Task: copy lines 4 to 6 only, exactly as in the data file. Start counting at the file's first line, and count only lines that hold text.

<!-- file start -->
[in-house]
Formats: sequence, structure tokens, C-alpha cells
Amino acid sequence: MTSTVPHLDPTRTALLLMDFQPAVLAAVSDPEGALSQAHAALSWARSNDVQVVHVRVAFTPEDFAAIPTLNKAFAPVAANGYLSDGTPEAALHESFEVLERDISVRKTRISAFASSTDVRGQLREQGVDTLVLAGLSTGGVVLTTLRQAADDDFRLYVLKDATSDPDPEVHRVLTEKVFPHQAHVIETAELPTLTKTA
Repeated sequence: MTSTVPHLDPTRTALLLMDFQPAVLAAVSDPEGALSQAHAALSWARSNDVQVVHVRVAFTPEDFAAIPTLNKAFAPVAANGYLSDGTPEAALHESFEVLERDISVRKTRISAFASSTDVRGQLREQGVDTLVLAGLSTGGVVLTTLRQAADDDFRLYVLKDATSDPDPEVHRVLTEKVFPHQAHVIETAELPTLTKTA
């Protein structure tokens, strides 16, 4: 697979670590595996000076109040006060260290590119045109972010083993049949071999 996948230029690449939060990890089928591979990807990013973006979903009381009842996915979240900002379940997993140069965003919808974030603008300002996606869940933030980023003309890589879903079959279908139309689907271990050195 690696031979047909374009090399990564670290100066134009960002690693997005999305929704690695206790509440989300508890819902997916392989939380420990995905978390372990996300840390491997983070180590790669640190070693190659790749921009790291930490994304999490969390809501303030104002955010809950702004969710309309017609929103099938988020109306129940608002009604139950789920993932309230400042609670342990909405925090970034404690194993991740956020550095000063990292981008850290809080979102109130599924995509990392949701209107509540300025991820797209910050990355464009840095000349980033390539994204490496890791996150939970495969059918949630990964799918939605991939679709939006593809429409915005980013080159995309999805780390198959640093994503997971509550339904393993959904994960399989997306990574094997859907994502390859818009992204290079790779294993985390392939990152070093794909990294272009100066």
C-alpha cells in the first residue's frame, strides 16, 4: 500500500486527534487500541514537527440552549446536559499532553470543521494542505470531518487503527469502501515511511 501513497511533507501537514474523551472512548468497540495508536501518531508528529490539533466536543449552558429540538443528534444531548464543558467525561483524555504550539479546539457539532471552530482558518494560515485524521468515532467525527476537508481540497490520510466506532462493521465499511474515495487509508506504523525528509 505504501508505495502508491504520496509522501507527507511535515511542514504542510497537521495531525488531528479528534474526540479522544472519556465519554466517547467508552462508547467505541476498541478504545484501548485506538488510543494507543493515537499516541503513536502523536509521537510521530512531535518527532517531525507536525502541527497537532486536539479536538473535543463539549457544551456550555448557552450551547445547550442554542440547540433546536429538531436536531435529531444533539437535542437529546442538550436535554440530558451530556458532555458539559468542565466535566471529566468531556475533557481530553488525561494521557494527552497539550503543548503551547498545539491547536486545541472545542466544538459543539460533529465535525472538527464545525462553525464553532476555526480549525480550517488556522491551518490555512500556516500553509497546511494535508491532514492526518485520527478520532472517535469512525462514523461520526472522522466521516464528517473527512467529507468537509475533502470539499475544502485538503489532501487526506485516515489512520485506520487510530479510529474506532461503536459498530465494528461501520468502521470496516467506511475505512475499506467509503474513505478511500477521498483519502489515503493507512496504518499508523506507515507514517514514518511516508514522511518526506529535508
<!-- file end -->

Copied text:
Repeated sequence: MTSTVPHLDPTRTALLLMDFQPAVLAAVSDPEGALSQAHAALSWARSNDVQVVHVRVAFTPEDFAAIPTLNKAFAPVAANGYLSDGTPEAALHESFEVLERDISVRKTRISAFASSTDVRGQLREQGVDTLVLAGLSTGGVVLTTLRQAADDDFRLYVLKDATSDPDPEVHRVLTEKVFPHQAHVIETAELPTLTKTA
């Protein structure tokens, strides 16, 4: 697979670590595996000076109040006060260290590119045109972010083993049949071999 996948230029690449939060990890089928591979990807990013973006979903009381009842996915979240900002379940997993140069965003919808974030603008300002996606869940933030980023003309890589879903079959279908139309689907271990050195 690696031979047909374009090399990564670290100066134009960002690693997005999305929704690695206790509440989300508890819902997916392989939380420990995905978390372990996300840390491997983070180590790669640190070693190659790749921009790291930490994304999490969390809501303030104002955010809950702004969710309309017609929103099938988020109306129940608002009604139950789920993932309230400042609670342990909405925090970034404690194993991740956020550095000063990292981008850290809080979102109130599924995509990392949701209107509540300025991820797209910050990355464009840095000349980033390539994204490496890791996150939970495969059918949630990964799918939605991939679709939006593809429409915005980013080159995309999805780390198959640093994503997971509550339904393993959904994960399989997306990574094997859907994502390859818009992204290079790779294993985390392939990152070093794909990294272009100066």
C-alpha cells in the first residue's frame, strides 16, 4: 500500500486527534487500541514537527440552549446536559499532553470543521494542505470531518487503527469502501515511511 501513497511533507501537514474523551472512548468497540495508536501518531508528529490539533466536543449552558429540538443528534444531548464543558467525561483524555504550539479546539457539532471552530482558518494560515485524521468515532467525527476537508481540497490520510466506532462493521465499511474515495487509508506504523525528509 505504501508505495502508491504520496509522501507527507511535515511542514504542510497537521495531525488531528479528534474526540479522544472519556465519554466517547467508552462508547467505541476498541478504545484501548485506538488510543494507543493515537499516541503513536502523536509521537510521530512531535518527532517531525507536525502541527497537532486536539479536538473535543463539549457544551456550555448557552450551547445547550442554542440547540433546536429538531436536531435529531444533539437535542437529546442538550436535554440530558451530556458532555458539559468542565466535566471529566468531556475533557481530553488525561494521557494527552497539550503543548503551547498545539491547536486545541472545542466544538459543539460533529465535525472538527464545525462553525464553532476555526480549525480550517488556522491551518490555512500556516500553509497546511494535508491532514492526518485520527478520532472517535469512525462514523461520526472522522466521516464528517473527512467529507468537509475533502470539499475544502485538503489532501487526506485516515489512520485506520487510530479510529474506532461503536459498530465494528461501520468502521470496516467506511475505512475499506467509503474513505478511500477521498483519502489515503493507512496504518499508523506507515507514517514514518511516508514522511518526506529535508